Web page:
There is a dual narrative that is often taken to be characteristic of modernity: the first is the idea of its unique Europeanness, and the second is its translatability into non-European cultures. This narrative argues for the mutability of modernity, thus permitting its export and enhancing its universal character while putting a European epistemological stamp on its subsequent reception. The traveling character of this dimension of modernity as export understands modernity as emerging from Europe, say, from the mid-fifteenth century, and slowly spreading outward like a million points of light into the patches of darkness that lie outside its foundational center. Modernity in this guise was projected as an instrument of progress. The guiding concepts often associated with it—instrumental rationality, the development of capitalism—emerged in the debate between theological and scientific reason. These concepts also provided the foundation for the Renaissance and Enlightenment in Europe, in which feudalism and theological absolutism—two structures of power and domination that marked the Middle Ages—collapsed. Scientific rationality and individual property, which formed the basis of capital accumulation, were triumphant. The collapse of feudalism and theological absolutism shifted the scales of sovereign power from the theological to the secular.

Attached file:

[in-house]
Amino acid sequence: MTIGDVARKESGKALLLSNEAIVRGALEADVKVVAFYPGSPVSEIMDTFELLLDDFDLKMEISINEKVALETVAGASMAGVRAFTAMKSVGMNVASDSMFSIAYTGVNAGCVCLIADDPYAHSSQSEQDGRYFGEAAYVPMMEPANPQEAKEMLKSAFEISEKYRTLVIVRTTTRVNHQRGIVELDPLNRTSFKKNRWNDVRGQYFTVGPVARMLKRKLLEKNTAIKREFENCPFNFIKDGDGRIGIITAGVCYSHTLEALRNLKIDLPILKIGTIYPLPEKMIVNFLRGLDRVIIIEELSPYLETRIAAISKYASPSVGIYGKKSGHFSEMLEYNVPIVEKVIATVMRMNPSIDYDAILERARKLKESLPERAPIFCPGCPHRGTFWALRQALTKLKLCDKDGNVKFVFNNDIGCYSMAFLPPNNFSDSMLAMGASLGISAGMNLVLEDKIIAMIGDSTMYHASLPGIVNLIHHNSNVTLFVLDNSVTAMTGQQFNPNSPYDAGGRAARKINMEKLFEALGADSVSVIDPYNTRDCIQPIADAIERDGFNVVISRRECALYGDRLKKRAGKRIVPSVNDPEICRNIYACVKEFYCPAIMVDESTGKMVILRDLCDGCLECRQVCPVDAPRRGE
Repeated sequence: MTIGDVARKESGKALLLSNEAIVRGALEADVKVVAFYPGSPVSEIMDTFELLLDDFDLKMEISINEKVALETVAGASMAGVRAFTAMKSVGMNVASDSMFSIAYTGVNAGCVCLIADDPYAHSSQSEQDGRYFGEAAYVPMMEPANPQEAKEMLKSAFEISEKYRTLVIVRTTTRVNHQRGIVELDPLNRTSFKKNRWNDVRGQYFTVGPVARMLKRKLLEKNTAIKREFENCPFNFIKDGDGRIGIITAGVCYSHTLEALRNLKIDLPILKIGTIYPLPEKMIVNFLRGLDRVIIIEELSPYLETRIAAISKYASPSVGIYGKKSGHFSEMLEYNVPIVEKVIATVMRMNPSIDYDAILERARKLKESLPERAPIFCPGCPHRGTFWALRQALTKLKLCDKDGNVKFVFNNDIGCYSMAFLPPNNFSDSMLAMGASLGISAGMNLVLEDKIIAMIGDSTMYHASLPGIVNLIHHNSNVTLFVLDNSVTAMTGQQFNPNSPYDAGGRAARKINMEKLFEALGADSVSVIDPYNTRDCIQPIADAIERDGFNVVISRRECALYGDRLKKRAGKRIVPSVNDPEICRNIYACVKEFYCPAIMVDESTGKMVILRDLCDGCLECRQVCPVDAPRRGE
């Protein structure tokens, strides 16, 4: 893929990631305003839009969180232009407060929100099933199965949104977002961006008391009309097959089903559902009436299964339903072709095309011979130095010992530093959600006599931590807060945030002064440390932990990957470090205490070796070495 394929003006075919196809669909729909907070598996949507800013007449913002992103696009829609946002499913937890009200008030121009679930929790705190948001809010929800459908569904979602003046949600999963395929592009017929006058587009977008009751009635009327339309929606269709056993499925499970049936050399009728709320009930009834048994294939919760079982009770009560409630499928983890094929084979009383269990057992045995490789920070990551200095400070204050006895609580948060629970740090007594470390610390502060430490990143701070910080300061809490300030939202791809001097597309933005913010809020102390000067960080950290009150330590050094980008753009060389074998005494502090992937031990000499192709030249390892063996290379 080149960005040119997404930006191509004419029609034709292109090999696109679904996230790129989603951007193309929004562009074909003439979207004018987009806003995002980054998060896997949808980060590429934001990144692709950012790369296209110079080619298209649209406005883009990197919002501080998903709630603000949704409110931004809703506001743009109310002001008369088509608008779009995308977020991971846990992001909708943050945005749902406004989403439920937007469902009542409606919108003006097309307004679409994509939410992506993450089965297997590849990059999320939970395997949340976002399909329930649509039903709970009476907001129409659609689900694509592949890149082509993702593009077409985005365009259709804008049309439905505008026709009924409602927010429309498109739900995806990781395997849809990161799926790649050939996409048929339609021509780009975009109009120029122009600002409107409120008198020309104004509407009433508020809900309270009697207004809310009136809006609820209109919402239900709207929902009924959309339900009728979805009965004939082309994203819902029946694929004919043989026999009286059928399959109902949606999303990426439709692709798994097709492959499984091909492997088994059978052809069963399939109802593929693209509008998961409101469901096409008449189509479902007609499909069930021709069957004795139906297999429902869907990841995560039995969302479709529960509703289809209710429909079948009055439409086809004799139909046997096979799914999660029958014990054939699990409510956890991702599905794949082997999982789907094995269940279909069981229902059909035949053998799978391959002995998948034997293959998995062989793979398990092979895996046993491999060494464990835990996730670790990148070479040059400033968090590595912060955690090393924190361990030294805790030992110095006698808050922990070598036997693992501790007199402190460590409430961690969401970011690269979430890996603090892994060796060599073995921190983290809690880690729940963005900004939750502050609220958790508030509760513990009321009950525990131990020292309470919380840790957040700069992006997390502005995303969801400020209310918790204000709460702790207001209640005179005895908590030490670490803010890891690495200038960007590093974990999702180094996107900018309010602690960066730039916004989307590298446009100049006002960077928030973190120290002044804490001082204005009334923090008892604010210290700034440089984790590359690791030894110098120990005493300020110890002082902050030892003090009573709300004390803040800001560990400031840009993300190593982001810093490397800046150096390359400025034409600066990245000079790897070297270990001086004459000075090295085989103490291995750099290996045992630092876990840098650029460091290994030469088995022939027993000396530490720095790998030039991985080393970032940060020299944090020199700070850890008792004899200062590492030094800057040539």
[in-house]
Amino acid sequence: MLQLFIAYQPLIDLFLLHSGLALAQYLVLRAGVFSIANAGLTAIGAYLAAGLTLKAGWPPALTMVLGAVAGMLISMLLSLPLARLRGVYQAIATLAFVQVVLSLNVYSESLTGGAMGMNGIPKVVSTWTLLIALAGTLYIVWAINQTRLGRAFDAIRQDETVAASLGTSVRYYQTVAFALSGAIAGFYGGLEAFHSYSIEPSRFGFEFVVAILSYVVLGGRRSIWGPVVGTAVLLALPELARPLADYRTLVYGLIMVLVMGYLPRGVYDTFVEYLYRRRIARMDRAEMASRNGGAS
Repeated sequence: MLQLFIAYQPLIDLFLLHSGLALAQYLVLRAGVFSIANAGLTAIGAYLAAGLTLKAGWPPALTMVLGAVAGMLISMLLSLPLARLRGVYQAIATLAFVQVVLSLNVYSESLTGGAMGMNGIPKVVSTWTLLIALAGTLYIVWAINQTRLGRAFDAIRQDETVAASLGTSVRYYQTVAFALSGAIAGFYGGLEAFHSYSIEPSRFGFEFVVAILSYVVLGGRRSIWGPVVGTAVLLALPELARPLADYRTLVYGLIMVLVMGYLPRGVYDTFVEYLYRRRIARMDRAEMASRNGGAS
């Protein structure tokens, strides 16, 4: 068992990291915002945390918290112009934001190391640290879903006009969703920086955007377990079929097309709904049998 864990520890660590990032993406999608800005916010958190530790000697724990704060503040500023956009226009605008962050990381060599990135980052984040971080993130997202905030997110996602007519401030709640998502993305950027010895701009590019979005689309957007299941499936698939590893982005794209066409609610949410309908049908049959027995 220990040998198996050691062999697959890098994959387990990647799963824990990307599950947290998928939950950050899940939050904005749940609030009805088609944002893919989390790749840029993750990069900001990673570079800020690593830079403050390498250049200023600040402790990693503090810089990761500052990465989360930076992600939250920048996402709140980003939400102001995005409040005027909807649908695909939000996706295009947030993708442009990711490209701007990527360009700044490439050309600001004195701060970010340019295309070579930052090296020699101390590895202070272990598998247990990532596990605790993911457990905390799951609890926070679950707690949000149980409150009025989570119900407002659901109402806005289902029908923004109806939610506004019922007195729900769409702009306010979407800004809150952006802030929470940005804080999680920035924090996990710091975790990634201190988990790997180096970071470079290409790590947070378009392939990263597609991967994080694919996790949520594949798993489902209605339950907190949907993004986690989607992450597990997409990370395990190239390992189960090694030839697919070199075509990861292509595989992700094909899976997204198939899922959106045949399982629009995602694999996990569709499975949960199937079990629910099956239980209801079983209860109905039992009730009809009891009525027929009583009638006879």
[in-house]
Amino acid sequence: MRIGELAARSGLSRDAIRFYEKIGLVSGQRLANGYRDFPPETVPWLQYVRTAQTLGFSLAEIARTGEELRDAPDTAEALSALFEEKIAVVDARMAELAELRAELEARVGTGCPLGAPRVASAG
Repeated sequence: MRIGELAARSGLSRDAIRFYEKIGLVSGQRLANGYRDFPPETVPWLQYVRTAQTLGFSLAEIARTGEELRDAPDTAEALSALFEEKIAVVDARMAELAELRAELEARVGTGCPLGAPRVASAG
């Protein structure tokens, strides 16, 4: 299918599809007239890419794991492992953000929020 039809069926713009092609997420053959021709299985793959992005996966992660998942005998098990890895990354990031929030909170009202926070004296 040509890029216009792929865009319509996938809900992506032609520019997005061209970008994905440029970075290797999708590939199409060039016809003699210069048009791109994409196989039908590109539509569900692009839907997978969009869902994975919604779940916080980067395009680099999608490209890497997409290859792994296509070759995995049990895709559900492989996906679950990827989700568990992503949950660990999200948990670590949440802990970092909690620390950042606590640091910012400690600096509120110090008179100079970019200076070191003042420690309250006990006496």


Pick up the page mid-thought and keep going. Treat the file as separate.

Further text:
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Okwui Enwezor; Modernity and Postcolonial Ambivalence. South Atlantic Quarterly 1 July 2010; 109 (3): 595–620. doi: https://doi.org/10.1215/00382876-2010-008
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